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Wade Glenn

From: Ohio

Miriam Logan, Reporter
Lebanon, Ohio

Warren County, District 21

Story of WADE GLENN from Winston-Salem North Carolina:
(doesn't know his age)

"Yes Madam, I were a slave--I'm old enough to have been born into
slavery, but I was only a baby slave, for I do not remember about
slavery, I've just heard them tell about it. My Mammy were Lydia Glenn,
and father were Caesar Glenn, for they belonged to old Glenn. I've heard
tell he were a mean man too. My birthday is October 30th--but what
year--I don't know. There were eight brothers and two sisters. We lived
on John Beck's farm--a big farm, and the first work for me to do was
picking up chips o' wood, and lookin' after hogs.

"In those days they'd all kinds of work by hand on the farm. No Madam,
no cotton to speak of, or tobacco then. Just farmin' corn, hogs, wheat
fruit,--like here. Yes Madam, that was all on John Beck's farm except
the flax and the big wooley sheep. Plenty of nice clean flax-cloth suits
we all had.

"Beck wasn't so good--but we had enough to eat, wear, and could have our
Saturday afternoon to go to town, and Sunday for church. We sho did have
church, large meetin'--camp meetin'--with lot of singin' an shoutin' and
it was fine! Nevah was no singer, but I was a good dancer in my day,
yes--yes Madam I were a good dancer. I went to dances and to church with
my folks. My father played a violin. He played well, so did my brother,
but I never did play or sing. Mammy sang a lot when she was spinning and
weaving. She sing an' that big wheel a turnin.'

"When I can read my title clear,
Up Yonder, Up Yonder, Up Yonder!

and another of her spinnin' songs was a humin:--

"The Promise of God Salvation free to give..."

"Besides helpin' on the farm, father was ferryman on the Yadkin River
for Beck. He had a boat for hire. Sometimes passengers would want to go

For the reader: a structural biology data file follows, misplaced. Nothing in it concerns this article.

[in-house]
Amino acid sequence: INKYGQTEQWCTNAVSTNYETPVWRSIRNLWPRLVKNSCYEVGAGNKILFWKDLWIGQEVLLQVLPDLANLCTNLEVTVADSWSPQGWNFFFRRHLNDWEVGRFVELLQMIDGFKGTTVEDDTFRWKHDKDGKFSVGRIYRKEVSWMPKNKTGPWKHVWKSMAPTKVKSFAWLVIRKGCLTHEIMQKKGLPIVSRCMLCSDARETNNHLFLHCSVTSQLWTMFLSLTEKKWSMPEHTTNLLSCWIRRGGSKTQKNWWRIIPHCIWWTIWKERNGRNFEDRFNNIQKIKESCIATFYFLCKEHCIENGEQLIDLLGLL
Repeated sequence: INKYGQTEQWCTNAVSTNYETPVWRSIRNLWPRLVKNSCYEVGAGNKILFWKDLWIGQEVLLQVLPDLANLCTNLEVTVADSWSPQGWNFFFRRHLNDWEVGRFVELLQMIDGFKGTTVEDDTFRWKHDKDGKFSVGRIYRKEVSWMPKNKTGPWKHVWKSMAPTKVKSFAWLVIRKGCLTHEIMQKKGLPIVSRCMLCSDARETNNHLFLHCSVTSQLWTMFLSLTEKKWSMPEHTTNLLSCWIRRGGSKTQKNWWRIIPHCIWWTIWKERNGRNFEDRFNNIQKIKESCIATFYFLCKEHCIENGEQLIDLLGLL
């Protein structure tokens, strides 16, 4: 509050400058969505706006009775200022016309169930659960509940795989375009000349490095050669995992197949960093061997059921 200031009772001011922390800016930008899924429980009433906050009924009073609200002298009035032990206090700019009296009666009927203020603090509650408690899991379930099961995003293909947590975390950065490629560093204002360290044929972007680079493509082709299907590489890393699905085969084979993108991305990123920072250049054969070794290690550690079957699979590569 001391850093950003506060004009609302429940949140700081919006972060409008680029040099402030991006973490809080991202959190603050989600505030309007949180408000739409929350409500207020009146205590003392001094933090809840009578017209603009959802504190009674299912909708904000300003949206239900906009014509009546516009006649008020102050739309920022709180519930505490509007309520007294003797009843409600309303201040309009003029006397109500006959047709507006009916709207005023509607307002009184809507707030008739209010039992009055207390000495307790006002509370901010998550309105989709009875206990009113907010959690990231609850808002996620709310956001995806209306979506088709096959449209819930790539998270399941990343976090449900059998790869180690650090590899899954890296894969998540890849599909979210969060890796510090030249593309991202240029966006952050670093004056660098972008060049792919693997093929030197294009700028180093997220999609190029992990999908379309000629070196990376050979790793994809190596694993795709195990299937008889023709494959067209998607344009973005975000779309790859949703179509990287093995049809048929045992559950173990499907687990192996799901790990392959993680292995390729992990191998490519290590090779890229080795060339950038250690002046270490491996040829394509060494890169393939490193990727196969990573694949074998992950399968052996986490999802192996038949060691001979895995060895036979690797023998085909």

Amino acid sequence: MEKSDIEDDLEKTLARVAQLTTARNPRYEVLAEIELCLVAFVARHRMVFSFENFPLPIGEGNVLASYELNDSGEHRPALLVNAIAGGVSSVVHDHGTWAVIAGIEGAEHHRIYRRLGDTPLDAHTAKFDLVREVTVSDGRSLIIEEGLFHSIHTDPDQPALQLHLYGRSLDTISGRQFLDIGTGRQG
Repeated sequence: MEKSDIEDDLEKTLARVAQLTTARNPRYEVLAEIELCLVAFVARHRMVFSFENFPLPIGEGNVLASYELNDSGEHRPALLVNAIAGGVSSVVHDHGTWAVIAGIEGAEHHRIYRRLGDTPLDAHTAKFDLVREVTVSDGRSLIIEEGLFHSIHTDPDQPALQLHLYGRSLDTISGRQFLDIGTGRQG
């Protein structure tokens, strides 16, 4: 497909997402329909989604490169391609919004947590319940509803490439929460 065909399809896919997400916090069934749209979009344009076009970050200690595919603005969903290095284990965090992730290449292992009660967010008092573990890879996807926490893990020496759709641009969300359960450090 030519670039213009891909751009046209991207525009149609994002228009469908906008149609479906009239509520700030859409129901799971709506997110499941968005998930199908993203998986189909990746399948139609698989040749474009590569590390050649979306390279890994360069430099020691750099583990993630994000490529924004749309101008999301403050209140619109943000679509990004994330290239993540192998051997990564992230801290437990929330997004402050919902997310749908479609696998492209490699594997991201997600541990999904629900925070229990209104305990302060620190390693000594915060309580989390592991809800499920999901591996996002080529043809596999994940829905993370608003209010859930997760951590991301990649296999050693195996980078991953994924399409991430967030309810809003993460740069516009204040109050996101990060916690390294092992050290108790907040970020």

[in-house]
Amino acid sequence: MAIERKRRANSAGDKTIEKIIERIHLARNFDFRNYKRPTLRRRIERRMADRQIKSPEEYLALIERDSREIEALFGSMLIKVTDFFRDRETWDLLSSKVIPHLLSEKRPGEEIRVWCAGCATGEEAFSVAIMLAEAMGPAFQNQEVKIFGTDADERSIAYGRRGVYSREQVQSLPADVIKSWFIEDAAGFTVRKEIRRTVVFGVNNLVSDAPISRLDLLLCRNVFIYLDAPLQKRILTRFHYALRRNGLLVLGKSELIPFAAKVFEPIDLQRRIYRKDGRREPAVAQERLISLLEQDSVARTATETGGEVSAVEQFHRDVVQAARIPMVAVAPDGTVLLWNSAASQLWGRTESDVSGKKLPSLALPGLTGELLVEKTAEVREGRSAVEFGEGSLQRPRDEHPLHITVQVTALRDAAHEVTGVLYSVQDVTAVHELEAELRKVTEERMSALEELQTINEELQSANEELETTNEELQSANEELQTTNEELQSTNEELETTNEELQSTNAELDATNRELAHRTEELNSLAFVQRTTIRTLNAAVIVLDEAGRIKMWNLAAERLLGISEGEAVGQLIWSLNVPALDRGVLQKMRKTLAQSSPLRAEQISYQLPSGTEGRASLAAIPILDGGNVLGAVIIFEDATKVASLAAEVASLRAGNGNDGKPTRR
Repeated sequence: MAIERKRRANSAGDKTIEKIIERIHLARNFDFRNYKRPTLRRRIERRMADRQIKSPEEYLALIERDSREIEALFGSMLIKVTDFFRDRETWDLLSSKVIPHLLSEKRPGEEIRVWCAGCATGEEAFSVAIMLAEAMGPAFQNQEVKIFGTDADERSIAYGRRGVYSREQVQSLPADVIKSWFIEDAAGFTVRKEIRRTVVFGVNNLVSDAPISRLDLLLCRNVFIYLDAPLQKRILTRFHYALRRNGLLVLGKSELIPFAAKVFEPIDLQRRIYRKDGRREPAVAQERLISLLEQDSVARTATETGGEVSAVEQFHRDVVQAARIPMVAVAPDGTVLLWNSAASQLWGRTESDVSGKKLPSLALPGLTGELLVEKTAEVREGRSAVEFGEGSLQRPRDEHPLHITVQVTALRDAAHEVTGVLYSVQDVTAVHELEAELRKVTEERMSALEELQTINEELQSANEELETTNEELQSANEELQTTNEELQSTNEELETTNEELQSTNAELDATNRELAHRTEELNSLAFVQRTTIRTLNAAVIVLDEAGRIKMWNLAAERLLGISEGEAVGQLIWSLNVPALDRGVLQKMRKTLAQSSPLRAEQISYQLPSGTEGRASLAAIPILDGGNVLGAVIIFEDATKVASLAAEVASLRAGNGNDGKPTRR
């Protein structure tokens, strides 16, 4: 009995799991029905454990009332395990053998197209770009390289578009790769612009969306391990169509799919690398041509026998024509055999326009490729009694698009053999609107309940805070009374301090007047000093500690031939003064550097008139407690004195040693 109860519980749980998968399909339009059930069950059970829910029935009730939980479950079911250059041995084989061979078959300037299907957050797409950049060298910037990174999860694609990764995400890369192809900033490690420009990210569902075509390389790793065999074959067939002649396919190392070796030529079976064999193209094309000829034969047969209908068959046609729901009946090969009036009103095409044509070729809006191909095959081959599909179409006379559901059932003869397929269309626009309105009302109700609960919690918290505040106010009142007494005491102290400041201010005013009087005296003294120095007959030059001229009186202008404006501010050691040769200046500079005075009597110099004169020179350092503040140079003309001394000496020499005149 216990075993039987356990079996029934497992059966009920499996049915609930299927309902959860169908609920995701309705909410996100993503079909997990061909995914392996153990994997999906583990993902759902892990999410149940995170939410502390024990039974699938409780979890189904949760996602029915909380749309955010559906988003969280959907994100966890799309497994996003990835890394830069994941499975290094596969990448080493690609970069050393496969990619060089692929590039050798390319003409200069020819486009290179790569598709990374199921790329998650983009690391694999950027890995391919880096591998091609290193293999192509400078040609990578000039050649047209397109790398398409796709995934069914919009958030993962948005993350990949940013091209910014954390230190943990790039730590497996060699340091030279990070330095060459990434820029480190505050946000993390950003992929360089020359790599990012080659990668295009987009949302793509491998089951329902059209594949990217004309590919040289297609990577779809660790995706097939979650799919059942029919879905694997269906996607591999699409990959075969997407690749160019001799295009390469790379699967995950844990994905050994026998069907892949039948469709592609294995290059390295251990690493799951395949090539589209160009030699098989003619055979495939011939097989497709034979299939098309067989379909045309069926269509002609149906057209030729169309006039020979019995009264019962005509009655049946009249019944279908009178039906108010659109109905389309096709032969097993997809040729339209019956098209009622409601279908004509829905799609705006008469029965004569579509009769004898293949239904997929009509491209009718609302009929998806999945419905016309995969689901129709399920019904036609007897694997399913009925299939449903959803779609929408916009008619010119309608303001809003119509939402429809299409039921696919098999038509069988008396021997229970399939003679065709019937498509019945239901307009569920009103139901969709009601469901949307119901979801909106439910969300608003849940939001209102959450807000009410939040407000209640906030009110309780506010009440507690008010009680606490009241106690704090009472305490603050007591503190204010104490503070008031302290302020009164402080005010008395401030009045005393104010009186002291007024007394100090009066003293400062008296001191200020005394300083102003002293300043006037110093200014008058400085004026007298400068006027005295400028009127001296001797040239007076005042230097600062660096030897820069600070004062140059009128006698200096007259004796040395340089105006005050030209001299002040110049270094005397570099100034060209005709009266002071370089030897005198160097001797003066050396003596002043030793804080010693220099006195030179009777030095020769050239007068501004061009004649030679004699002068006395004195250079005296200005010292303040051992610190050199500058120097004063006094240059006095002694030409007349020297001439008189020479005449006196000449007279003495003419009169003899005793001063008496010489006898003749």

a mile, sometimes 30. Father died at thirty-five. He played the violin
fine. My brother played for dances, and he used to sing lots of songs:--

"Ol' Aunt Katy, fine ol' soul,
She's beatin' her batter,
In a brand new bowl...

--that was a fetchin' tune, but you see I can't even carry it. Maybe I
could think up the words of a lot of those ol' tunes but they ought to
pay well for them, for they make money out of them. I liked to go to
church and to dances both. For a big church to sing I like 'Nearer My
God to Thee'--there isn't anything so good for a big crowd to sing out

"Father died when he was thirty-five of typhoid. We all had to work
hard. I came up here in 1892--and I don't know why I should have, for
Winston-Salem was a big place. I've worked on farm and roads. My wife
died ten years ago. We adopted a girl in Tennennesee years ago, and she
takes a care of me now. She was always good to us--a good girl. Yes,

Wade Glenn proved to be not nearly so interesting as his appearance
promised. He is short; wears gold rimmed glasses; a Southern Colonel's
Mustache and Goatee--and capitals are need to describe the style! He had
his comical-serious little countenance topped off with a soft felt hat
worn at the most rakish angle. He can't carry a tune, and really is not
musical. His adopted daughter with whom he lives is rated the town's
best colored cook.

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